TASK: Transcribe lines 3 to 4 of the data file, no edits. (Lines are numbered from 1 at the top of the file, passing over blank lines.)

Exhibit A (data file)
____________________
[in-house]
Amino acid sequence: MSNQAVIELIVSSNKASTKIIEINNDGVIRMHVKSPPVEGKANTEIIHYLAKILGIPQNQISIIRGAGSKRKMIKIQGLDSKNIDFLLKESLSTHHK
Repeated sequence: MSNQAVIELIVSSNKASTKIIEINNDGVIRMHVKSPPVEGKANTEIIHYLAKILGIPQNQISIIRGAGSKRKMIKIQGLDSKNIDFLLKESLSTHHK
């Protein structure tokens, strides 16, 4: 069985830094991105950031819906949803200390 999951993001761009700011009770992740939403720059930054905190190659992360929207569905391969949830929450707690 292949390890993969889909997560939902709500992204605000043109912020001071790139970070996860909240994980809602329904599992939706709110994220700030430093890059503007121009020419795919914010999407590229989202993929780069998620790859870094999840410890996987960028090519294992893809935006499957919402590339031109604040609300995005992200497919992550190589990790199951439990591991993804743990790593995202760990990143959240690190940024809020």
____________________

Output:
Repeated sequence: MSNQAVIELIVSSNKASTKIIEINNDGVIRMHVKSPPVEGKANTEIIHYLAKILGIPQNQISIIRGAGSKRKMIKIQGLDSKNIDFLLKESLSTHHK
């Protein structure tokens, strides 16, 4: 069985830094991105950031819906949803200390 999951993001761009700011009770992740939403720059930054905190190659992360929207569905391969949830929450707690 292949390890993969889909997560939902709500992204605000043109912020001071790139970070996860909240994980809602329904599992939706709110994220700030430093890059503007121009020419795919914010999407590229989202993929780069998620790859870094999840410890996987960028090519294992893809935006499957919402590339031109604040609300995005992200497919992550190589990790199951439990591991993804743990790593995202760990990143959240690190940024809020």